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  • Writer's pictureMary Kay

Spoon Full of Sugar– Bountiful Business

Last week, I had the pleasure of having breakfast with my fiancé. We stopped at a local French café called Petit Dejeuner in Harmarville, Pennsylvania, right outside the city of Pittsburgh. This little French café is a hidden gem. When I walked through the door, I was taken aback by the entire experience, from walking over the threshold to when we said our goodbyes, and we will certainly be back!

The décor is quite lovely: clean lines, quaint, simply inviting, and just warm. Part of the warmth comes from the cozy fireplace found in the corner of the café, but the warmth also comes from the owners and the kind people waiting on you.

We were welcomed with open arms and thanked a number of times for stopping in. When we sat down to order, the menu was unexpected. When Don’s coffee was served, he called to my attention that the cream was served warm. My cappuccino was perfection—right out of a café in Milan. My toast was accompanied with a homemade strawberry jam that was so fresh, sweet, and delicious! Don’s pancakes were served with warm honey-maple syrup. I’m not a foodie and can’t properly describe the delicious nature of everything (I’ll leave those details up to my friend, Lindsey Smith, at, but everything at this café was perfect!

I write this post to stress the service, kindness, and pure joy of the experience. Our waiter was just so proud and happy to serve us. He was so warm and welcoming. He had an outward expression of truly wanting to serve, and it was obvious that he embraced his role in the café. He wanted us to be satisfied, and he was grateful for our business, profusely thanking us for stopping in and patronizing the establishment. He epitomized a “Servir.”

So, what can we do to service our customers better?

In July of 2016, Psychology Today provided a study that indicates that opportunities to serve others, whether civic, private or charitable, results in a stronger sense of purpose and meaning in life, leading to better mental and physical wellbeing. According to, repeat business is not accidental. It occurs due to a relationship you’ve developed over time by providing superior customer service.

From my perspective, and over the tenure of 30+ years serving clients, I believe the mantra for business service success comes from these guiding principles:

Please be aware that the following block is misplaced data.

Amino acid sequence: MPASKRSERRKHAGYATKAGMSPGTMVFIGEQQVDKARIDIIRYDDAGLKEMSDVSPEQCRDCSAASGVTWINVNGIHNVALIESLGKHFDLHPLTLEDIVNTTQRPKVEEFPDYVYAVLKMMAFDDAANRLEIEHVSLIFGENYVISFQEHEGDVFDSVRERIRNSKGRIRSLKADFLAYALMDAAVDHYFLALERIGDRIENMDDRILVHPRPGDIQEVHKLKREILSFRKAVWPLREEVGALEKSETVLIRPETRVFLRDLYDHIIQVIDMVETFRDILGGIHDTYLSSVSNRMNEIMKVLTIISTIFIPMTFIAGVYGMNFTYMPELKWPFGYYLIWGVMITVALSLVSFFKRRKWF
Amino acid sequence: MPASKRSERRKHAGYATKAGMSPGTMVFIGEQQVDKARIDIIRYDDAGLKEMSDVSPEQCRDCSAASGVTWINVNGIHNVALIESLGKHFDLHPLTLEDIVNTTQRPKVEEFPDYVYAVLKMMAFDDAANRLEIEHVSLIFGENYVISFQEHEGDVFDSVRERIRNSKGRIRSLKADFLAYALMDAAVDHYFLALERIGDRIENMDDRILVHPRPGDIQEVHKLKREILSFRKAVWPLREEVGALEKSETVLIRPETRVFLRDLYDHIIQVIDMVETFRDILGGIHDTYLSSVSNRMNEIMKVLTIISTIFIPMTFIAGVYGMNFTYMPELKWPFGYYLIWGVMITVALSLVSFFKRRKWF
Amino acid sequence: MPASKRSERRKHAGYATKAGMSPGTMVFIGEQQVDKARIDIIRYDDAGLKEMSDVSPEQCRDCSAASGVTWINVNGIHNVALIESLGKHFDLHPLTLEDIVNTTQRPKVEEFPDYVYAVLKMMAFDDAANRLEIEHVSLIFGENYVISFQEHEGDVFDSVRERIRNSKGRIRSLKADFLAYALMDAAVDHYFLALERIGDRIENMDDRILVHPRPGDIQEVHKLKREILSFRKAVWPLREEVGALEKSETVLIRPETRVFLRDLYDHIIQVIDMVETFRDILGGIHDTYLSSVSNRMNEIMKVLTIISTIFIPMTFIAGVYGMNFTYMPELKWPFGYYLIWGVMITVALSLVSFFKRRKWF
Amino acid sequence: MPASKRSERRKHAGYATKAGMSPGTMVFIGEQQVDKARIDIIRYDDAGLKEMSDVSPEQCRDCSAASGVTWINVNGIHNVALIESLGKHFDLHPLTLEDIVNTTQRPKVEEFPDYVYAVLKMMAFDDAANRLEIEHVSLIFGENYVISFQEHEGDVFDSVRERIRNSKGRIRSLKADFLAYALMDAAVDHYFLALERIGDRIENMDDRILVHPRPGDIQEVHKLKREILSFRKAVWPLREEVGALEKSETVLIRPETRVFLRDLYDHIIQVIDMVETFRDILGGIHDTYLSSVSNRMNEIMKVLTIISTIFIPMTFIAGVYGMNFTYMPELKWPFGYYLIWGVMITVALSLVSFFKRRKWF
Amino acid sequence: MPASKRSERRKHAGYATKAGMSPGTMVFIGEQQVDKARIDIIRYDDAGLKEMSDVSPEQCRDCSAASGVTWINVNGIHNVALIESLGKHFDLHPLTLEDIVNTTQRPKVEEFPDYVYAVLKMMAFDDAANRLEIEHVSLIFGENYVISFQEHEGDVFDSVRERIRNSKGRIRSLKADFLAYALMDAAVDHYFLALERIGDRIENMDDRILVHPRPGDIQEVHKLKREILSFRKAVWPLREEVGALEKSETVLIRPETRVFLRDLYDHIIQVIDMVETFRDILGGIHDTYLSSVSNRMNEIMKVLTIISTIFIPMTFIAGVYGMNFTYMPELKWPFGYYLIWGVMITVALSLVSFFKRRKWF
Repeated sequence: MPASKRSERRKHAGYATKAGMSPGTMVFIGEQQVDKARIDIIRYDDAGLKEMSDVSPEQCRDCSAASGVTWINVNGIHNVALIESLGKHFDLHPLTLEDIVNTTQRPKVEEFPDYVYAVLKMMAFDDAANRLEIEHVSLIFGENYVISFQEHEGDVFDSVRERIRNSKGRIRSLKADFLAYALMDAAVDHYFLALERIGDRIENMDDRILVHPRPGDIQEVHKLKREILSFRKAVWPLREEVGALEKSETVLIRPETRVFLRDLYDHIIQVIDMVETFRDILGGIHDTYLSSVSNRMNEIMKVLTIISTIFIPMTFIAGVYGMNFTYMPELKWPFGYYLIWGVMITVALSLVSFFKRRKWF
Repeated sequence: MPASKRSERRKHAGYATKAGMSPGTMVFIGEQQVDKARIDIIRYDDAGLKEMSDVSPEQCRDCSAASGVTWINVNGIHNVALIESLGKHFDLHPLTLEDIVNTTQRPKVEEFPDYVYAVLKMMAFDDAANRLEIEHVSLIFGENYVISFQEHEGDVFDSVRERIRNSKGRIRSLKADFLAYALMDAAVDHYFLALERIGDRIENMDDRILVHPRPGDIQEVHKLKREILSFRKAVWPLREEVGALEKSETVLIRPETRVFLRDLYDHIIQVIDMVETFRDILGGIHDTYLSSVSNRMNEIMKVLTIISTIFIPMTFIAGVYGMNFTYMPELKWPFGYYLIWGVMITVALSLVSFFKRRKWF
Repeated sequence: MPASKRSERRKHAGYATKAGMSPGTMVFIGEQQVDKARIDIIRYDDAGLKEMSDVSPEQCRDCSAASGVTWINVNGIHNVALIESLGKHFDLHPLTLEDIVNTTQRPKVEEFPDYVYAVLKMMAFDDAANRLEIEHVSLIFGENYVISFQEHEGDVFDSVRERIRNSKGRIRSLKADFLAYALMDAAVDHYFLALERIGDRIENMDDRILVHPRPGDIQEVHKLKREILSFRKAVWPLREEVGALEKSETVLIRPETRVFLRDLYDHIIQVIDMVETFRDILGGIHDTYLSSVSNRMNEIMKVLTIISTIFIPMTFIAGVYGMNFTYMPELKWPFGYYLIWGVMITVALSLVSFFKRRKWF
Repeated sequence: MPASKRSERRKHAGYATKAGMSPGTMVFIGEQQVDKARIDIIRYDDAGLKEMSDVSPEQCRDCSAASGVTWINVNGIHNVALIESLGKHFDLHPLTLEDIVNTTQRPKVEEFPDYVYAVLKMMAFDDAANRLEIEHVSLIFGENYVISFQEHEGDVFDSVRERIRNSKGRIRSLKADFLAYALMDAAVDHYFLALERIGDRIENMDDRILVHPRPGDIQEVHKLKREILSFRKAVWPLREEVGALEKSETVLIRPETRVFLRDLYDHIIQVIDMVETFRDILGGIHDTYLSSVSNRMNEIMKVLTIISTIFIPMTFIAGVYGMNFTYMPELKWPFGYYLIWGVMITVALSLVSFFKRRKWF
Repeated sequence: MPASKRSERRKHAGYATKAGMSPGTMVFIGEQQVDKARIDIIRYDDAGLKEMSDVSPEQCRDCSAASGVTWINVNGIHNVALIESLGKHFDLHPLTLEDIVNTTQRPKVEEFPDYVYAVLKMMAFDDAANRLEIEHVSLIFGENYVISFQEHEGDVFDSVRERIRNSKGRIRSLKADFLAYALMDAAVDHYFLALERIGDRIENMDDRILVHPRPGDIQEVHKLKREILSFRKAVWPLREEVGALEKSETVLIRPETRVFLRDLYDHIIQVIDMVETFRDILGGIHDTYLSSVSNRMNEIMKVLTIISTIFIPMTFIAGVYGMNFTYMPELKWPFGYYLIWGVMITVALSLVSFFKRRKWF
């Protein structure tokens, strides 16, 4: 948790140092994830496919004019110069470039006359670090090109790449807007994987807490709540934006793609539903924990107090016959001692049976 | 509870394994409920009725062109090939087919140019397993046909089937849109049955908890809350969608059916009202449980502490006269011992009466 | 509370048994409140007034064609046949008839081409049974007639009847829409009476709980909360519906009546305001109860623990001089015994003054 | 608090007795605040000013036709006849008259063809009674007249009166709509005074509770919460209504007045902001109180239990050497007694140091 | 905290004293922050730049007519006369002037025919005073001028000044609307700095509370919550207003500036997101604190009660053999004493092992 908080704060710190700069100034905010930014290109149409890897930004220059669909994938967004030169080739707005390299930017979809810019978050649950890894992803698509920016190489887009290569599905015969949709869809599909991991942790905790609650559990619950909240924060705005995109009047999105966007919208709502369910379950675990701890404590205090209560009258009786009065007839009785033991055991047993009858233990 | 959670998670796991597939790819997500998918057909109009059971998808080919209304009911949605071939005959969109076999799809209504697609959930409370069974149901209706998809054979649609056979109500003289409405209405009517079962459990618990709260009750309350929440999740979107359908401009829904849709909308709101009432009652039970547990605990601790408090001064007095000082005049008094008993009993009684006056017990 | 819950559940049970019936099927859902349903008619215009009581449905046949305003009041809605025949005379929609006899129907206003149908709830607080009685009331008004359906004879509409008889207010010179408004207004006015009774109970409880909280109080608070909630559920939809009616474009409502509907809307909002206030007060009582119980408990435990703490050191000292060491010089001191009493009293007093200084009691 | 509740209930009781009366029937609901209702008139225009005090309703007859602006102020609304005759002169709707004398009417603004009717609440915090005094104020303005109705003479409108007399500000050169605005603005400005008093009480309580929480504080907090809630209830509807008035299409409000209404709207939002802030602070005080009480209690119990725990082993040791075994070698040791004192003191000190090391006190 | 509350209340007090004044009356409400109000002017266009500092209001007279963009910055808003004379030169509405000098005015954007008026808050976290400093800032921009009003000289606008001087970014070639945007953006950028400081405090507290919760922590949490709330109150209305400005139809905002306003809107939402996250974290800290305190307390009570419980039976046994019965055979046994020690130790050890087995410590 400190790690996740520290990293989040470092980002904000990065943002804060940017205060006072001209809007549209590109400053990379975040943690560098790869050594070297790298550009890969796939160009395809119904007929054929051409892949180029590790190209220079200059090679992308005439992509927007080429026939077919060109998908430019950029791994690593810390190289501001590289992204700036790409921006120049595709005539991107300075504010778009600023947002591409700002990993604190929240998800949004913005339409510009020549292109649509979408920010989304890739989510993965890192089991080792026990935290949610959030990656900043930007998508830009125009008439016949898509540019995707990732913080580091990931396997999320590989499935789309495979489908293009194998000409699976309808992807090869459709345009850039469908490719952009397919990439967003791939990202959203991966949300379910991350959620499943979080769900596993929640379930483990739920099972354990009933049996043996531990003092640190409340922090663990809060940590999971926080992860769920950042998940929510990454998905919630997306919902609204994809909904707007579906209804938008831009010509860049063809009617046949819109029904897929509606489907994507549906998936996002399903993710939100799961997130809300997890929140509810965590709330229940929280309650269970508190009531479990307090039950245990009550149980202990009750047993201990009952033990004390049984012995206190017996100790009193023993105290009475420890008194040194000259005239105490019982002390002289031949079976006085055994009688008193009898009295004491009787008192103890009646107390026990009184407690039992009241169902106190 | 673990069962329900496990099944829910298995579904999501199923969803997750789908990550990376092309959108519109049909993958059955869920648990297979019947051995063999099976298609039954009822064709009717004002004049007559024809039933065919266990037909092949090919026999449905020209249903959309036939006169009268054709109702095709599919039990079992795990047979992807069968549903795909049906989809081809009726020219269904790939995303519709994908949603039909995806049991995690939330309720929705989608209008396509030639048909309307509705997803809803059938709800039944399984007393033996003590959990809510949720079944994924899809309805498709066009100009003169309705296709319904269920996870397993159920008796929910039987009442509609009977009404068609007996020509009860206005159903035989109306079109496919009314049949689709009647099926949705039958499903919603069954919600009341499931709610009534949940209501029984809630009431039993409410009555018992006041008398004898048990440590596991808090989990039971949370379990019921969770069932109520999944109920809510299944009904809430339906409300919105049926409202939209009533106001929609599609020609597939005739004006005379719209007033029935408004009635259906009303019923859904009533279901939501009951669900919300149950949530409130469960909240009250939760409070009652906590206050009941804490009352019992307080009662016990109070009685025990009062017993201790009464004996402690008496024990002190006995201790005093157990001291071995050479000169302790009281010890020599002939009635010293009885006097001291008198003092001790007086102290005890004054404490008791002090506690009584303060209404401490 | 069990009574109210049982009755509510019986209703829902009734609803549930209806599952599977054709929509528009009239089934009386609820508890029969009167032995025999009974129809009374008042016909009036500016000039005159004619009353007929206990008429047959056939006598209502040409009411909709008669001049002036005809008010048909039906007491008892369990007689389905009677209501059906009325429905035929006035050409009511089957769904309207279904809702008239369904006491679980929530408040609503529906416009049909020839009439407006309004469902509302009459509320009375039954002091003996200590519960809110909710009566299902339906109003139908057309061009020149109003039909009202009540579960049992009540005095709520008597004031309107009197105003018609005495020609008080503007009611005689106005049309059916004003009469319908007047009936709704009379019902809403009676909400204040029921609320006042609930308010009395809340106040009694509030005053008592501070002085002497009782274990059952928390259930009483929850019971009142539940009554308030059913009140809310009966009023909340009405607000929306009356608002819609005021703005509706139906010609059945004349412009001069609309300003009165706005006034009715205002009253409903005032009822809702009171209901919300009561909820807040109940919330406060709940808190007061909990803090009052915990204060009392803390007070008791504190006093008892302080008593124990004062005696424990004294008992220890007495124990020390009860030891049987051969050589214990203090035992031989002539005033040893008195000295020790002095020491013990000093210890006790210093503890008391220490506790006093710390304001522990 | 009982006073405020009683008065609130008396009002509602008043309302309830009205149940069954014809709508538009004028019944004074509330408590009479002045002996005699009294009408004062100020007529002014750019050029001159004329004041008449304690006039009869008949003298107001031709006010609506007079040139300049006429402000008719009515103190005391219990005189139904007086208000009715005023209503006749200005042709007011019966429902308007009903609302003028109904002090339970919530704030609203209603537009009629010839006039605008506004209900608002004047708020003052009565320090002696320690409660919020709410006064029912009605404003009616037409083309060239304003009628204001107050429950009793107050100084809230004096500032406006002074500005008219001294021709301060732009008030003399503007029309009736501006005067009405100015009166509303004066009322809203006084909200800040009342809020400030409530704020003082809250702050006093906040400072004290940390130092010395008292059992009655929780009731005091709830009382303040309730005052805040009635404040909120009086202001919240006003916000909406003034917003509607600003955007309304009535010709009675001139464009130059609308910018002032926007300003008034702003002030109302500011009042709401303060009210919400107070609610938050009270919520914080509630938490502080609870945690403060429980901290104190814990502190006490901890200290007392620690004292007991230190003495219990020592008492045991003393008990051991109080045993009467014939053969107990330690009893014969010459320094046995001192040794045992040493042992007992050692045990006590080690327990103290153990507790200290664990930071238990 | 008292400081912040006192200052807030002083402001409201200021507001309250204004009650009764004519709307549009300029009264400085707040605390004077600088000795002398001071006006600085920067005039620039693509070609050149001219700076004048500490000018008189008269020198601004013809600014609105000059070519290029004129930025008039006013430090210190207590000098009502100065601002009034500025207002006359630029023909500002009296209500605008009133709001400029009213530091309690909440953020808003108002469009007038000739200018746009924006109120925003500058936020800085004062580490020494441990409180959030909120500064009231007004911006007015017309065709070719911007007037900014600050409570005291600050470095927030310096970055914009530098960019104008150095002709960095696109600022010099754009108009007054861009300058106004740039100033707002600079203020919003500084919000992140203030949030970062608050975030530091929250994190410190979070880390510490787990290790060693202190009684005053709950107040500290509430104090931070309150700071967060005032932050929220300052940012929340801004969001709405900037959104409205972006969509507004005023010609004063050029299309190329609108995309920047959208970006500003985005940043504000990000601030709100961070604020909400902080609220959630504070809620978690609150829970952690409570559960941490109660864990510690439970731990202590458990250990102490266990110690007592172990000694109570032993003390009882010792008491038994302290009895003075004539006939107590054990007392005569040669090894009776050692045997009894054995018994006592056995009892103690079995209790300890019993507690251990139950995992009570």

• Be kind & friendly (Kindness Matters).

  • Say “thank you” and express gratitude

  • Live and breathe your mantra, and know your service or product(s)

  • Respect your customers with positive communication

  • Be all ears; be a relentless listener

  • Learn from what you have heard and implement the feedback to foster a constant learning environment

  • A+ attentiveness – be quick to respond

  • Patience perseveres – remain cool and calm

  • Tenacious tenacity – “If you want to, you will. If you don’t, you won’t

  • Lead with empathy

  • Surprise & Delight

Who doesn’t like an unexpected surprise? If you receive something special that was totally out of the blue, doesn’t it make you feel great? If you go above and beyond in surprising and delighting your customers, you will unveil business success while developing a deeper and trusting relationship. When we engage in a typical interaction, we have a set of expectations in our minds, but if you fly higher and raise the bar, you will increase the satisfaction level. Here’s an article on nine brands that did a fantastic job in surprising and delighting:

I believe that if you get to know your customer intimately, provide an over the top experience and express gratitude for their business, you will reap the rewards of a lifetime customer.

Just like our café experience, our waiter demonstrated a number of these core principals and delivered a superb experience. We felt welcomed, he was beyond attentive towards us and we were surprised and delighted throughout our entire meal—from the warm cream to the departing thank you. We walked away feeling fat and happy.

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